215 S Power Rd #114, Mesa, AZ 85206

4.3 out of 5 (73 reviews)

Level of Care Offered
  • Outpatient
  • Outpatient detoxification
  • Outpatient methadone/buprenorphine or naltrexone treatment
Insurance Accepted
  • Mixed Insurance
Payment Options
  • Cash or self-payment
  • Federal military insurance
  • Federal
  • or any government funding for substance use treatment programs

The Suboxone treatment center is highly recommended for its caring and supportive staff, excellent care, comfortable intake process, and supportive environment. Patients praise the staff for going above and beyond to help them on their recovery journey and appreciate the positive long-term relationships they build with counselors. Many say the clinic has had a profoundly positive impact on their lives.

Highlights

  • Highly effective treatment praised by many past patients for helping them overcome addiction and transform their lives
  • Compassionate, dedicated staff focused on patient comfort, wellbeing, and personalized care
  • Comprehensive support system including counseling, group therapy, and aftercare to promote long-term recovery

CleanSlate Outpatient Addiction Medicine

2451 E Baseline Rd #430, Gilbert, AZ 85234

4.5 out of 5 (46 reviews)

Level of Care Offered
  • Outpatient
  • Outpatient methadone/buprenorphine or naltrexone treatment
  • Regular outpatient treatment
Insurance Accepted
  • Mixed Insurance
Payment Options
  • Federal military insurance
  • Cash or self-payment

The Suboxone treatment center in Gilbert has received very positive reviews. Patients say the staff are caring, reliable professionals who provide personalized treatment in a non-judgmental way. The center comes highly recommended for those seeking help with opioid addiction.

Highlights

  • Highly qualified, compassionate staff provide personalized care
  • Treatment plans tailored to each patient's unique needs and goals
  • Supportive atmosphere focused on healing and recovery

What is Suboxone?

Healthcare providers commonly use suboxone to treat opioid addiction. It’s a combination medication of buprenorphine and naloxone.

The drug works by reducing cravings for opioids, which helps prevent withdrawal symptoms from occurring.

  • Buprenorphine: An opioid partial agonist; it produces the same effects as opioids but in smaller doses.
  • Naloxone: An opioid antagonist; it blocks the effects of opioid drugs.

You must take Suboxone under a healthcare professional’s supervision. Misuse of the drug can cause serious side effects and complications.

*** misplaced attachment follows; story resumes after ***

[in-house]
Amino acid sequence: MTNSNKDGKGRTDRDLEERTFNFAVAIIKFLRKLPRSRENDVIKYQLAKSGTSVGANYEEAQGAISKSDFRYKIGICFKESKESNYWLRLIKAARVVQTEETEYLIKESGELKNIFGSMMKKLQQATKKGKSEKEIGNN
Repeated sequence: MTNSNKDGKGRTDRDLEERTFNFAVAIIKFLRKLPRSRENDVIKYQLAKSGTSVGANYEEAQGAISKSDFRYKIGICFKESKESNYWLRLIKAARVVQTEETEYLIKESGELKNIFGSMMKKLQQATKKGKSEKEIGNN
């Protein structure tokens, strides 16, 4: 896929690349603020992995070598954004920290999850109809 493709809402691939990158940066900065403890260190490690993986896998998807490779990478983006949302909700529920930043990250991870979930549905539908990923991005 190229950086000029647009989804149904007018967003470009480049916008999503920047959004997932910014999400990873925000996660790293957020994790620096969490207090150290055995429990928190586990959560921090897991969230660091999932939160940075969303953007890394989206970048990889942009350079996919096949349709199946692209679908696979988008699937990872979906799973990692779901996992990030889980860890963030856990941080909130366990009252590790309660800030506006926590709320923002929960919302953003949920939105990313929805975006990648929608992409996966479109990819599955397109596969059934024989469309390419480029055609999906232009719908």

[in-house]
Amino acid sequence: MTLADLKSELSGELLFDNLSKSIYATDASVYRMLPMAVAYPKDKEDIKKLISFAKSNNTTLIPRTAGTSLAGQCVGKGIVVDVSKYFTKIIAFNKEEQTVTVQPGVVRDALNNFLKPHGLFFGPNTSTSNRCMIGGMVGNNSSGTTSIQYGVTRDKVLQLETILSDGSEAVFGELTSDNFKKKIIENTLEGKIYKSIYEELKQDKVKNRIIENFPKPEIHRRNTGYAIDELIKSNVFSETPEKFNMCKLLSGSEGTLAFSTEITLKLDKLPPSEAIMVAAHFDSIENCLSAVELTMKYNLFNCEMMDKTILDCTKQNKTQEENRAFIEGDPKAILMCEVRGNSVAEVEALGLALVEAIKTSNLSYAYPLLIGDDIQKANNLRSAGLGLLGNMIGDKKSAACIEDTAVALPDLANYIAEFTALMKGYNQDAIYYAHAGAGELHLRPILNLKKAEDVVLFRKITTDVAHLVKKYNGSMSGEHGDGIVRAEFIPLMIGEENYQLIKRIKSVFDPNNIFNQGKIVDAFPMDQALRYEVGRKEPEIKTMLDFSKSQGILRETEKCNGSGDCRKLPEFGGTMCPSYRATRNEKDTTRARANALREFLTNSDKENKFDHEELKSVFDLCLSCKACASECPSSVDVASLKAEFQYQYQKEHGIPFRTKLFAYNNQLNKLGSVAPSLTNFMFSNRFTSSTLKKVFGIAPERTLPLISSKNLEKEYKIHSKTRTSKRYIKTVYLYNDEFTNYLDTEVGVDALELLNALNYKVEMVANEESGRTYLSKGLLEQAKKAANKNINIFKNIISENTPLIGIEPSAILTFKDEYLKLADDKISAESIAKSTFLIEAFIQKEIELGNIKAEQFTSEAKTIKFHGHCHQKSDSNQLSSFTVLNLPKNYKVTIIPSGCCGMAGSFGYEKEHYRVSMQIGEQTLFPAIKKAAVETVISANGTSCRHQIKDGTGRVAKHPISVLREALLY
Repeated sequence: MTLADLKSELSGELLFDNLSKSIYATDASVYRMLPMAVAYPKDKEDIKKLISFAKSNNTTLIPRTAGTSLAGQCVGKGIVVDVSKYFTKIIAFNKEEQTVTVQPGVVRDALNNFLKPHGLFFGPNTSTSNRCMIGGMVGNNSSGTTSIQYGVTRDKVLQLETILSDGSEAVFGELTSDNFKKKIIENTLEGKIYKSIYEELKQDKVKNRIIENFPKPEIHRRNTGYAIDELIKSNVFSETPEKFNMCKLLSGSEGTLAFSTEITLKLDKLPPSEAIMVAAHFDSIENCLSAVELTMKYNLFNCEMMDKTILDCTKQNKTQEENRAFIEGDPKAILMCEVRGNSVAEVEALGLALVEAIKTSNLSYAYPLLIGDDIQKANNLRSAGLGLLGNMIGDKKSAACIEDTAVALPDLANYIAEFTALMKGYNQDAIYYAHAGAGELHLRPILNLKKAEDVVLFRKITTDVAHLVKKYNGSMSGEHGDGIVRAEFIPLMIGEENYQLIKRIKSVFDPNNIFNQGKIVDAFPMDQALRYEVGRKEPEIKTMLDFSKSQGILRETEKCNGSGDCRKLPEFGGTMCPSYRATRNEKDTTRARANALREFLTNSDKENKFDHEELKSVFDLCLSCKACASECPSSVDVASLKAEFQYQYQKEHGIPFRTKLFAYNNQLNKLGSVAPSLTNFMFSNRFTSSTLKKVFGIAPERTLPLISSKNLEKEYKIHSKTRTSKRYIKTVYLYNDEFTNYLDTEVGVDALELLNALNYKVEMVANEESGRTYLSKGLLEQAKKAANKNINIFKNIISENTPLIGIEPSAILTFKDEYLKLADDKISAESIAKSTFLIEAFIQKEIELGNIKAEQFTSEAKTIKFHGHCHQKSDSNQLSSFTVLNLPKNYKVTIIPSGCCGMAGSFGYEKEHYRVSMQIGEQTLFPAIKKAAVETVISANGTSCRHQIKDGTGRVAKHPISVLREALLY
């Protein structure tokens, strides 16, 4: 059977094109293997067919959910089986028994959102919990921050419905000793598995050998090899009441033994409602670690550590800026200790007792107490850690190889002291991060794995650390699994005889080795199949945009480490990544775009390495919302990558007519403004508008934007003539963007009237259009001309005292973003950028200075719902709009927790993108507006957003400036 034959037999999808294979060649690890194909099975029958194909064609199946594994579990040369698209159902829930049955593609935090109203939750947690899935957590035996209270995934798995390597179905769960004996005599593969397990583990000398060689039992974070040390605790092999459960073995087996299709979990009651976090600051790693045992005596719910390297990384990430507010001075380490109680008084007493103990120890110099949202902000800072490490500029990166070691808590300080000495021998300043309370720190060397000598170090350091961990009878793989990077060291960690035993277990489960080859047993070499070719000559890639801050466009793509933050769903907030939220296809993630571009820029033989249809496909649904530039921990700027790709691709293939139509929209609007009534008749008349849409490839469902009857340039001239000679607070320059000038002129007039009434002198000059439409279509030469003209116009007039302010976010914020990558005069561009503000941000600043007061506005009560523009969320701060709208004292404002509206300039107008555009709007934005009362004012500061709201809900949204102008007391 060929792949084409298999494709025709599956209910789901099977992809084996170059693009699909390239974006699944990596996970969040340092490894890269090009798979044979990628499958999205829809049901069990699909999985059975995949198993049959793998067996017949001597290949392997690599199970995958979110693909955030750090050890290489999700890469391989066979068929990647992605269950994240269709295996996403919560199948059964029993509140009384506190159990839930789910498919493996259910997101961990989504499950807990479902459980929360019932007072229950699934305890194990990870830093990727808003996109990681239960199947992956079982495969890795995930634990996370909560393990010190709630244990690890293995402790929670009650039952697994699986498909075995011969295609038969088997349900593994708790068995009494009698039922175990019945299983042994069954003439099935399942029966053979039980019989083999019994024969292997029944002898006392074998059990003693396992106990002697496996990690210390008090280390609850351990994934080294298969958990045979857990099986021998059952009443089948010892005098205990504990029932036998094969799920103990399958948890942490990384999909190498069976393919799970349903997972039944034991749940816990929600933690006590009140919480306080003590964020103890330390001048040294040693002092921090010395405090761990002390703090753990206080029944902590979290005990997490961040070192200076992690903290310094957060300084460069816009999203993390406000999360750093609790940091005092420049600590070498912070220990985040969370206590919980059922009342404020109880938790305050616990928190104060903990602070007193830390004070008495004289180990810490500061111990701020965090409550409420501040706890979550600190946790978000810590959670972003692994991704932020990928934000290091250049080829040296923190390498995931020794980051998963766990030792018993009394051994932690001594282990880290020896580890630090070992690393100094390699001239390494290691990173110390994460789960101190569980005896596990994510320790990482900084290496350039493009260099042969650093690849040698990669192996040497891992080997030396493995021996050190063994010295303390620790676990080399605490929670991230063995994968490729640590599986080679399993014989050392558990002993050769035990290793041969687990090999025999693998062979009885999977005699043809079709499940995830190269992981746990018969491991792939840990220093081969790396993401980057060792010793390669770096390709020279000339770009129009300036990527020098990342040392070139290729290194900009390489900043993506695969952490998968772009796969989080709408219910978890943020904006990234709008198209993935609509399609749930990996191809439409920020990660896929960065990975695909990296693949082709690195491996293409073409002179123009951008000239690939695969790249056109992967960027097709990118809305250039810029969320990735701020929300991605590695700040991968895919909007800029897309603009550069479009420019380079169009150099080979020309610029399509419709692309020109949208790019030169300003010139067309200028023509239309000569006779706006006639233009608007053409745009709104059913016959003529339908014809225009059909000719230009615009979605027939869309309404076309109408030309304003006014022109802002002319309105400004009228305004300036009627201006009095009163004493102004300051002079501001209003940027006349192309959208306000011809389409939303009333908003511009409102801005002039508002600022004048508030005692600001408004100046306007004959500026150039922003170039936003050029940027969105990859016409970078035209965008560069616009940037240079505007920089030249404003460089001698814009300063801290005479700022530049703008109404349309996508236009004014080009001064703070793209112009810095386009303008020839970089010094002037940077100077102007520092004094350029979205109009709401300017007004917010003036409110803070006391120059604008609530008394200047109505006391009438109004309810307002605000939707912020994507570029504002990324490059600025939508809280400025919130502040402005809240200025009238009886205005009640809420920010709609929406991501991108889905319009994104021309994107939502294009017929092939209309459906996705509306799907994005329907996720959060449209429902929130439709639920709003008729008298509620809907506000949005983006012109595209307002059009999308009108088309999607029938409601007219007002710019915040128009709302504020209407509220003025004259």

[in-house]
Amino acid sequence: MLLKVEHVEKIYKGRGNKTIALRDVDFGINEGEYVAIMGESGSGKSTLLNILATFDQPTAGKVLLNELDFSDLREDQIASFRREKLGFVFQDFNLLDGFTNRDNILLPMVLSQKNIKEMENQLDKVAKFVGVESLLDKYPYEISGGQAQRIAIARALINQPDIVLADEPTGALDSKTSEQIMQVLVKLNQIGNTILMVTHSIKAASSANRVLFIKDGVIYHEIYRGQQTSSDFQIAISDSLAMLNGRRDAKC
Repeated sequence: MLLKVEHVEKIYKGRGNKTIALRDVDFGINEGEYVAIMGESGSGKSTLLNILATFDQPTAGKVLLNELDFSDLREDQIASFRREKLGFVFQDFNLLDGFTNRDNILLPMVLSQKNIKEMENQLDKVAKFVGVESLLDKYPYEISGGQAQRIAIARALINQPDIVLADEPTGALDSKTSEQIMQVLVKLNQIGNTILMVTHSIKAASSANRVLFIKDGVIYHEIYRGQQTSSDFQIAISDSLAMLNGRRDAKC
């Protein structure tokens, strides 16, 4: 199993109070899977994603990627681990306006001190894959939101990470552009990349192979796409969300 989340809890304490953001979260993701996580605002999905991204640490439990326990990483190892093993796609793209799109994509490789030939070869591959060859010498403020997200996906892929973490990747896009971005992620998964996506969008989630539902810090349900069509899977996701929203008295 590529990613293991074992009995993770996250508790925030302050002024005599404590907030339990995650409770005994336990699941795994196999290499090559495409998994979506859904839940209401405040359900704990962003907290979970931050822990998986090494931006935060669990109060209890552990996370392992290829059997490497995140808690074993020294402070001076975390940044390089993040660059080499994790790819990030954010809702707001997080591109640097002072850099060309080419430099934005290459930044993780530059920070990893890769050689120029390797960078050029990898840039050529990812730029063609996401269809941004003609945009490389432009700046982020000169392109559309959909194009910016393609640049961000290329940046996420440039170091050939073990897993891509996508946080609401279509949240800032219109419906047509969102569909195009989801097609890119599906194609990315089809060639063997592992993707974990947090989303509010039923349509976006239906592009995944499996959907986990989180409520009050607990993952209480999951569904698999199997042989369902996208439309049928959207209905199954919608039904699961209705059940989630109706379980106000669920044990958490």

How to Take Suboxone

Healthcare providers typically administer suboxone as a sublingual film or tablet that dissolves under the tongue. They usually prescribe it as a part of comprehensive treatment in combination with counseling and behavioral therapies.

When taking Suboxone, following your doctor’s instructions carefully is essential.

Sublingual films and tablets should be placed under the tongue and allowed to dissolve completely—usually within 10 minutes. Swallowing the film may decrease its effectiveness.

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How Long Do I Need to Take Suboxone?

The duration of Suboxone treatment will vary per individual. Treatment time may take longer or shorter, depending on the following:

  • Your condition
  • Response to treatment
  • Other medications you may be taking

Your doctor will determine the best treatment plan suited to your needs. They will also conduct ongoing assessments to monitor your progress and adjust treatment as necessary.

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Alternatives to Suboxone

Suboxone isn’t the only drug that can treat opioid addiction. Alternatives to Suboxone include:

Methadone

Methadone is a long-acting opioid agonist. It binds to the same receptors in the brain as other opioids, like heroin and oxycodone. The drug helps reduce withdrawal symptoms and feelings of euphoria. 

Naxeltrone

Naxeltrone is another popular alternative to Suboxone. The drug blocks the effects of opioids on the brain. It helps reduce cravings associated with opioid addiction.

Zubsolv

Zubsolv is another brand name for a drug that combines buprenorphine and naloxone. Unlike Suboxone, this drug is available as a tablet.

You must dissolve the tablet in your mouth within 5 minutes. Some prefer Zubsolv over Suboxone because of its taste and ease of administration. 

Precautions for Suboxone

Suboxone can cause severe problems if not taken correctly. As such, follow these precautions for the drug:

  • Always take Suboxone under a doctor’s supervision.
  • Never try to adjust your dosage (such as taking too little or too much) on your own.
  • Keep up with all doctor appointments so they can monitor your progress. 
  • Be transparent about your medical history, as this can impact Suboxone’s effects on your body.
  • Don’t drink alcohol and take other depressants while on Suboxone. 

{State} Drug Overdose and Mortality Rates

  • In 2014, the death rate per 100,000 was {State[Death Rate Drugs 2014]}.
  • This number went to {State[Death Rate Drugs 2019]} in 2019.
  • The most recent figure for 2021 is {State[Death Rate Drugs 2021]}.

{graph[line,Death Rate Drugs 2014,Death Rate Drugs 2019,Death Rate Drugs 2021]}